Chia seeds have made a comeback in the 21st century. Originally eaten by the Aztecs and the Mayans, these non-gluten seeds are packed with nutrients including omega-3s, protein and fiber. They’re seen in both black and white, although white is preferred due to its almost invisibility when baking. Find out why they’ve become the new hot item.
Why we should eat them:
1. Excellent source of omega-3s, which decrease inflammation, necessary in creating a balance between omega-3 and omega-6 fats, which increase inflammation. It’s great for non-fish eaters, as this can serve as a replacement!
2. High in fiber, which also helps to reduce inflammation, lowers cholesterol, and regulates our digestive system. But don’t consume more than 1.5 ounce a day, as that can leave us with an upset stomach.
3. Helps in weight loss: When chia seeds are soaked, they form a gel-like substance, which takes longer to digest, leaving you feeling full for longer. Eat chia seeds before your meal and you’re bound to eat less during your meal.
4. Hydrates the body
5. Can help lower blood pressure
6. Prevents high blood sugar spikes, helping to combat Type II diabetes
7. Maintains bone health and can prevent osteoporosis, due to its high source of calcium
8. Good source of protein—great for vegetarians.
How to eat them:
1. Put a tablespoon of chia seeds into your water bottle and shake well. That’s an easy way to get protein after your workout!
2. Drop a tablespoon into your fruit juice or smoothies.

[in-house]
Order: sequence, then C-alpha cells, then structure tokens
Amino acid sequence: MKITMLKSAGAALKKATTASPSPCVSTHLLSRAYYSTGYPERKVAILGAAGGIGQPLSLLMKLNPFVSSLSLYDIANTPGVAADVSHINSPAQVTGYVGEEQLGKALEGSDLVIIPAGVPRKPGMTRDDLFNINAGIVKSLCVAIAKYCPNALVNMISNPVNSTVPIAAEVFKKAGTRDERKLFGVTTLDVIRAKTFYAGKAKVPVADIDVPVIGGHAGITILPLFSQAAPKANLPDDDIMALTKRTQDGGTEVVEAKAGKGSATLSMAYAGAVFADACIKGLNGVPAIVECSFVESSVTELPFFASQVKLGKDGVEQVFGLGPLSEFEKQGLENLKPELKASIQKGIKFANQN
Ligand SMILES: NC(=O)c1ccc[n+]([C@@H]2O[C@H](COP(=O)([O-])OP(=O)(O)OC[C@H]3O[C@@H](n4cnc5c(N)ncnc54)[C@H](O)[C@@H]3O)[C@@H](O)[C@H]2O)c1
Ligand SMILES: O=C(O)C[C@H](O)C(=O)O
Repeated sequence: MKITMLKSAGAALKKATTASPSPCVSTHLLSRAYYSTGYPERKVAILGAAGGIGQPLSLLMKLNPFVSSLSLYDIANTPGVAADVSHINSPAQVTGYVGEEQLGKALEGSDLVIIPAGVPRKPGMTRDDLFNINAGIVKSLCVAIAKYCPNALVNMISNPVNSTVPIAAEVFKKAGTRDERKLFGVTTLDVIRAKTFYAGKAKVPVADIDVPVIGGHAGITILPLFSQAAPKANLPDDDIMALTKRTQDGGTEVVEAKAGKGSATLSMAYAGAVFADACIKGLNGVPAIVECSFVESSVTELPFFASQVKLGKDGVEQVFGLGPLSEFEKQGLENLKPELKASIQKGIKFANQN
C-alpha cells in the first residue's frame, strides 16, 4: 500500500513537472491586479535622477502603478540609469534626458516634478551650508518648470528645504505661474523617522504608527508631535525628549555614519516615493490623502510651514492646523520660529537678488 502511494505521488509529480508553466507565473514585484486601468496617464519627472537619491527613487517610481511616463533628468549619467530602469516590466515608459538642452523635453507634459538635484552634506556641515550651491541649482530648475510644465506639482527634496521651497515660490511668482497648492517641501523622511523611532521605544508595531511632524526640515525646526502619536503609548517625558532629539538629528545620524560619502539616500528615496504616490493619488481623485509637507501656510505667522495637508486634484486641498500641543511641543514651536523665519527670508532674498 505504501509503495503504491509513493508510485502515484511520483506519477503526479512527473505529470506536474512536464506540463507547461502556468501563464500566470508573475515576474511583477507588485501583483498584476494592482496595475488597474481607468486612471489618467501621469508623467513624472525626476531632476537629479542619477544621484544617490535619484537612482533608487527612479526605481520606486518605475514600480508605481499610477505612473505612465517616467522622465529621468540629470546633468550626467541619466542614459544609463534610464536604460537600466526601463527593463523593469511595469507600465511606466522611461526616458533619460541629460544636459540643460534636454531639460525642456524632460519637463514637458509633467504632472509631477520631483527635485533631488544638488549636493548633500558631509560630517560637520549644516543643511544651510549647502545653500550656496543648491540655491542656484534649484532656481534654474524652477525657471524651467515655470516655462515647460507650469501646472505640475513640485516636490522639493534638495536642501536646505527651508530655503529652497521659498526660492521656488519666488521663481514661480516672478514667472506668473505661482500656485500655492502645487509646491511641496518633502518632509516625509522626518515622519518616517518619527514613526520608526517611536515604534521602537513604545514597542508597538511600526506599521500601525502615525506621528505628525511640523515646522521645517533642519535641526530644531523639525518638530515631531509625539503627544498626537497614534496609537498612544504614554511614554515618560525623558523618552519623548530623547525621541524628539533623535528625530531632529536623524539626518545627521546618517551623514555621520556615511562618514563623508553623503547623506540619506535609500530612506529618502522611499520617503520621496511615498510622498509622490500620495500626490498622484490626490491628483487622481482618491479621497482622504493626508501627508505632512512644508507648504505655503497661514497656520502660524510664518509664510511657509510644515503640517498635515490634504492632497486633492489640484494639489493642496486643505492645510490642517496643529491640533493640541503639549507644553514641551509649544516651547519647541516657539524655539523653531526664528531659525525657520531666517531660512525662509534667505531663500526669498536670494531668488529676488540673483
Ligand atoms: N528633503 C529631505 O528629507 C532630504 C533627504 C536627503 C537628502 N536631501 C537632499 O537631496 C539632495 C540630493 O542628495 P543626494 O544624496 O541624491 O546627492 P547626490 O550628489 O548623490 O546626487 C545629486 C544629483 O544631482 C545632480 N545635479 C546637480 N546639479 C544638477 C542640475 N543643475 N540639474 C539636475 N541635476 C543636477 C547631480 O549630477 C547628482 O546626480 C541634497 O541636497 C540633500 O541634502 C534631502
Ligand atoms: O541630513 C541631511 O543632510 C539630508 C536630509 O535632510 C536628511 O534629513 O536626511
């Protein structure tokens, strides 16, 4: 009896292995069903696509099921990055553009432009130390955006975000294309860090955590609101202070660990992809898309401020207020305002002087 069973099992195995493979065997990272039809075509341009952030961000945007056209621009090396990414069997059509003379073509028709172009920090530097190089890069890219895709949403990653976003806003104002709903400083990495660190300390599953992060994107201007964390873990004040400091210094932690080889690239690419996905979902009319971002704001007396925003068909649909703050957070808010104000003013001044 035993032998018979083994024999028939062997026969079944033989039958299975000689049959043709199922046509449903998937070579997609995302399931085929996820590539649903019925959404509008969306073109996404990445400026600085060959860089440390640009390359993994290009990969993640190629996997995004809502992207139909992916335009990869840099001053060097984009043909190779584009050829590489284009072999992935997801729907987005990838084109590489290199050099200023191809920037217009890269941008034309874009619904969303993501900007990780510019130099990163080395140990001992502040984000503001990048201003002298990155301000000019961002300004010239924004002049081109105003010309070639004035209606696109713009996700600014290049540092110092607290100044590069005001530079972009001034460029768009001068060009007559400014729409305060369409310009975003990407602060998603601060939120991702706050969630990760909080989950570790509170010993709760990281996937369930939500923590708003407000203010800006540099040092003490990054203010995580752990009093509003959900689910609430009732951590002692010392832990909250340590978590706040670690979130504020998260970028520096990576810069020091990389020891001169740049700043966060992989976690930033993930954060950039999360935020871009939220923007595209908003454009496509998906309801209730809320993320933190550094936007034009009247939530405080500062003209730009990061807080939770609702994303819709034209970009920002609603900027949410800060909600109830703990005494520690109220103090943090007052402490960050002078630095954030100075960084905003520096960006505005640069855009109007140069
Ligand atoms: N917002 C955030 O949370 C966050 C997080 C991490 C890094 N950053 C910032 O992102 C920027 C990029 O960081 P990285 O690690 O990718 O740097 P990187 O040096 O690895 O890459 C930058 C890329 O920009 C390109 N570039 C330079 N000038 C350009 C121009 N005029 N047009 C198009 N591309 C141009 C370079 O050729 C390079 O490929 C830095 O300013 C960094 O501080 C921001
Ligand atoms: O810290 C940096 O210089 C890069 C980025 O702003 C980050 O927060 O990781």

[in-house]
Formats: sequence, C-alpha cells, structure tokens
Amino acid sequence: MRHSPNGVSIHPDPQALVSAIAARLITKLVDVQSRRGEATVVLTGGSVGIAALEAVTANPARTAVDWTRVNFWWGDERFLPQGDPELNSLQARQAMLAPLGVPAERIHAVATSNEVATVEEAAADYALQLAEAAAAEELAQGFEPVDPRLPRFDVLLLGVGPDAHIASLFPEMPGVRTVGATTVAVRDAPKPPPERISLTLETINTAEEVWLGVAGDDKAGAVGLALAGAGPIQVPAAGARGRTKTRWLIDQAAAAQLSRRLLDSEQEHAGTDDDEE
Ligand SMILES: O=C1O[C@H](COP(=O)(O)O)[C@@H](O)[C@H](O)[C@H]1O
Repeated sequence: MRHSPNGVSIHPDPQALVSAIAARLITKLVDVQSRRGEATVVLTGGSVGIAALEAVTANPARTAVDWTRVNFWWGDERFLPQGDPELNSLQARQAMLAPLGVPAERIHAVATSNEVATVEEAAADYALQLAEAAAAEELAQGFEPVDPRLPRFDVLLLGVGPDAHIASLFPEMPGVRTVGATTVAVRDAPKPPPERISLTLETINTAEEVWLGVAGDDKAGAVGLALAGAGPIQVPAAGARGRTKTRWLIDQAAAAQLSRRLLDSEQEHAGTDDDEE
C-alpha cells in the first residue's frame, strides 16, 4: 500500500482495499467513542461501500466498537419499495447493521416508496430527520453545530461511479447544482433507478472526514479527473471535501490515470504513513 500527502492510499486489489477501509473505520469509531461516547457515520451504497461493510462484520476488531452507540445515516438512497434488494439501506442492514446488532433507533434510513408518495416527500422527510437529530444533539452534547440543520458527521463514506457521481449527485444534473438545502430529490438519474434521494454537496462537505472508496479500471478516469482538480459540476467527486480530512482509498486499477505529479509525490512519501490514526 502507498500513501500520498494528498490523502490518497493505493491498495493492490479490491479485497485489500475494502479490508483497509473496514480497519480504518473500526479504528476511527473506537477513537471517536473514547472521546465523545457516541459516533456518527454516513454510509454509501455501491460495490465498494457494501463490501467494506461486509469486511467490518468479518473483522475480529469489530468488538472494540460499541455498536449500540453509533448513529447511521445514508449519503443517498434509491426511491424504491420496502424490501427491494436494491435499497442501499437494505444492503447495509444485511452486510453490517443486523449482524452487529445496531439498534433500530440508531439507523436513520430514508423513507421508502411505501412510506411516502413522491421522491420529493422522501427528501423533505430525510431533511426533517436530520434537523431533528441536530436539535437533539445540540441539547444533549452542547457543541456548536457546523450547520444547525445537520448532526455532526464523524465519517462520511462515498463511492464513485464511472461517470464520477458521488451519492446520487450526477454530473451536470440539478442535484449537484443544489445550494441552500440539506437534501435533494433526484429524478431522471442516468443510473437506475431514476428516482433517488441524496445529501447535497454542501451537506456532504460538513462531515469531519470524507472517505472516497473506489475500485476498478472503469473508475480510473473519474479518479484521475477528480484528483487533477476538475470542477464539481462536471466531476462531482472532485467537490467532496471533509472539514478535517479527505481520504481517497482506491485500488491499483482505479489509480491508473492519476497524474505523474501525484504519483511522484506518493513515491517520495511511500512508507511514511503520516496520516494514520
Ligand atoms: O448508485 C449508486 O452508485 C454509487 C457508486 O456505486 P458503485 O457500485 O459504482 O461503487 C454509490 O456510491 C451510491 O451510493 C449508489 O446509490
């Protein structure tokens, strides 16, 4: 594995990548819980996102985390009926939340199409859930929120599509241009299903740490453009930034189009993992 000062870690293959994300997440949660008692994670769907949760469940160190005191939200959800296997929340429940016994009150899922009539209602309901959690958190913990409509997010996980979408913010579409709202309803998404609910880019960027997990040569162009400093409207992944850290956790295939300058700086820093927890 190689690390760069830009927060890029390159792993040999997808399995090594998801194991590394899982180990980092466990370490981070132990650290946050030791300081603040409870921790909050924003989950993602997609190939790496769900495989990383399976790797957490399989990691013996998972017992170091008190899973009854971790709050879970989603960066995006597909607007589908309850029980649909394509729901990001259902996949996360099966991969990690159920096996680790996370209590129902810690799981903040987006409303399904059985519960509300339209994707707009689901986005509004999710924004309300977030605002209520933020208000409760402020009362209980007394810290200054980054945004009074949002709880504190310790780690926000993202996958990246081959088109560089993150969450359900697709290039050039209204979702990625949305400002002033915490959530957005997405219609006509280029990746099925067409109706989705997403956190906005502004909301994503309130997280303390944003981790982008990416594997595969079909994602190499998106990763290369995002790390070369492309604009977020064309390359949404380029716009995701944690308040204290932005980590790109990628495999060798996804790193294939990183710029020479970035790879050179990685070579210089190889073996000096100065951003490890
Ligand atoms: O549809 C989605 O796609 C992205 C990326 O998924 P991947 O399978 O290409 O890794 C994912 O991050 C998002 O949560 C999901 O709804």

2. Put the seeds into waffle or pancake mix, cake, cookies or bread batter. It’ll add nutrients without altering the taste!
4. Add some to your dressing.
5. Sprinkle them onto your yogurt!
How much to eat: two daily doses of about 20 g each (1.5 ounces total)
Where to get them: I’ll admit, chia seeds may be hard to find, as they are grown mostly in Mexico and Bolivia. Your local Whole Foods will have them, as well as some health stores. They can also be found online, but be cautious when purchasing these seeds. Maria J. Clifford, a licensed dietician at the Kennedy Health Institute in Washington, advises us to avoid chia seeds that were made in China, those that are not 100% pure and not certified. Chia seeds tend to be pricey, (where a 14 oz. bag can cost about $14), but purchasing cheap seeds can be risky, as it may be of lower quality, and possibly made from GMOs.
As chia seeds are just beginning to boom, new ways of incorporating these seeds into our meals are constantly being developed. Share your ideas with Lil’ Fit Birdie and perhaps it’ll be featured on my blog!
Maria J. Clifford from Kennedy Health Institute in Washington: http://www.youtube.com/watch?v=byS0vL1B078